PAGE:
“X-Men Origins: Wolverine” is a tough one to review. It isn’t a mind-blowing movie-going experience, but isn’t an unmitigated disaster either. There are large stretches that are entertaining, but it is too unfocused to be fully satisfying.
Wolverine (Hugh Jackman), also known as Logan, is a mutant with powerful healing abilities, heightened animal-like senses and who ages slowly. He also has retractable metal claws, and in this film we see how and why he gets them.
His origin story is a pretty straightforward revenge tale involving his half brother Sabretooth (Liev Schreiber, “The Manchurian Candidate”), also known as Victor Creed. Victor has similar abilities to Logan, but where Logan attempts to suppress his animal instincts, Victor embraces them.
Their brotherly bond is severed when Victor kills Logan’s love interest. With the help of William Stryker (Danny Huston, filling in for Brian Cox from “X2”), Logan gets those oh, so shiny claws and becomes Wolverine.
The film opens with a great title sequence showing the brothers fighting alongside each other from the Civil War through to the Vietnam War. I would’ve liked more of that and to see these characters interacting throughout the ages. What was Logan like during the roaring '20s or during The Depression?
Jackman and Schreiber’s dynamic is the best thing in the film. They are fantastic together. Schreiber, who has never played a role quite like this, is completely convincing. He is oddly charismatic and menacing at the same time.
This is Jackman’s fourth time playing Wolverine, the role that put him on the map. He has the role down cold as he ably tosses out dry one-liners, is believable in the elaborate action scenes and hints at deeper emotions hidden just below the surface.
Unfortunately, the emotion of the Wolverine/Sabretooth plot line gets lost. As with the third “X-Men” film, that human element is largely missing as the focus in “Wolverine” has been placed on action and the screen is overpopulated with too many underdeveloped characters.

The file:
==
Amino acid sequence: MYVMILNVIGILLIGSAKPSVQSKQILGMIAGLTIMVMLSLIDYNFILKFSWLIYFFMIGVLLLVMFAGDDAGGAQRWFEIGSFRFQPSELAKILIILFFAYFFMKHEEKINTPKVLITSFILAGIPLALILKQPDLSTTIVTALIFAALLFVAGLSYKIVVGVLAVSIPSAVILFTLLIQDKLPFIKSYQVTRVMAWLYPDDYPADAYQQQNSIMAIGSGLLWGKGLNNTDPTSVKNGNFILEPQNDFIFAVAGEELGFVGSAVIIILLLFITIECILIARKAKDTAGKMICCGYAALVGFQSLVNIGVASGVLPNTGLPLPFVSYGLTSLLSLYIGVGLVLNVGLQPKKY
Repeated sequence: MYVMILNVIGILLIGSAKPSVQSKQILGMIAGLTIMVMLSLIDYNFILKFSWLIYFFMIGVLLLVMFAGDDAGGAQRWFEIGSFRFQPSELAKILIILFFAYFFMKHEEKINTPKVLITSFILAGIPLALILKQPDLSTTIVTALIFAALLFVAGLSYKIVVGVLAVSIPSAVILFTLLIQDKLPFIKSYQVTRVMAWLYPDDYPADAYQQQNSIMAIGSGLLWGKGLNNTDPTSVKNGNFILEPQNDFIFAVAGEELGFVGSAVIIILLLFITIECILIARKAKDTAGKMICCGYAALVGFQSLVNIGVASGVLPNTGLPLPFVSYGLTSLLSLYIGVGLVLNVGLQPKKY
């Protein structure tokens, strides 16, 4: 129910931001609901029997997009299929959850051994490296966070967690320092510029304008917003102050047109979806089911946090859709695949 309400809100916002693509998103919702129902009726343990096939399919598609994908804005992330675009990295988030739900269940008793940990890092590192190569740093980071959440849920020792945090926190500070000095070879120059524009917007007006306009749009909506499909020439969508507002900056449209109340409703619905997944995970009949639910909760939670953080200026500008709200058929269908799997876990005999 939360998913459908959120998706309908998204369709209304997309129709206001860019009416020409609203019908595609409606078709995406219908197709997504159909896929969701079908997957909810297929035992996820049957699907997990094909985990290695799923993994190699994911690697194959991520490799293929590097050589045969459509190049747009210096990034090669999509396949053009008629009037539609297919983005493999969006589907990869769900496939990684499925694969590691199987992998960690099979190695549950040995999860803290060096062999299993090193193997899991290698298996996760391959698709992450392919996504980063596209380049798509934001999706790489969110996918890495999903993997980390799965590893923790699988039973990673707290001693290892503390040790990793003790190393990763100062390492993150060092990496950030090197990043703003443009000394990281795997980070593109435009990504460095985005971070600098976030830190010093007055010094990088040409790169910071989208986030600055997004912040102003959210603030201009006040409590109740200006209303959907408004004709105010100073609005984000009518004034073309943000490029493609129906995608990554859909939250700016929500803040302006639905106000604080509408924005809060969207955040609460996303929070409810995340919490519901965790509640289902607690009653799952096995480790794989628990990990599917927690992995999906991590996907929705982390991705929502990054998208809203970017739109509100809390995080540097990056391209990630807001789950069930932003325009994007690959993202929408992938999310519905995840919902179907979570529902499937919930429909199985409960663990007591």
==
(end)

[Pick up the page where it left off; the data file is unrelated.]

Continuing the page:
Several secondary characters are given five to 15 minutes of screen time and then are killed off or just dropped. We don’t get enough time to get to know these characters and they just take away from the real star of the film.
One such character, Wade Wilson, also known as Deadpool, is particularly under-utilized. Deadpool is a wisecracking mercenary who is ideally played by Ryan Reynolds at the beginning of the film, but he returns so drastically altered at the end of the film that fans of the comic won’t even recognize the character they love. For the average moviegoer, the character works within the context of the film, but for fans it is sure to be a sticking point.
Another popular “X-Men” character that finally makes his long-awaited appearance in the series is Gambit (Taylor Kitsch, “Friday Night Lights”). His few scenes are flashy and he seems interesting, but his appearance in the film has little to do with making the film better, but rather appeasing fans.
There is a lot to like about “Wolverine,” including a great action sequence involving Jackman taking down a helicopter, but it could’ve been so much more. What made the first two films in the series work was that even though the films were action-packed there was a thoughtfulness at the core. Mutants were used as an allegory for social prejudices and to explore moral ambiguities.
“Wolverine” is simply a summer action movie with some decent acting and some fun scenes. Fans of the series should see it, but don’t expect it to be this year’s “Iron Man” or “The Dark Knight.”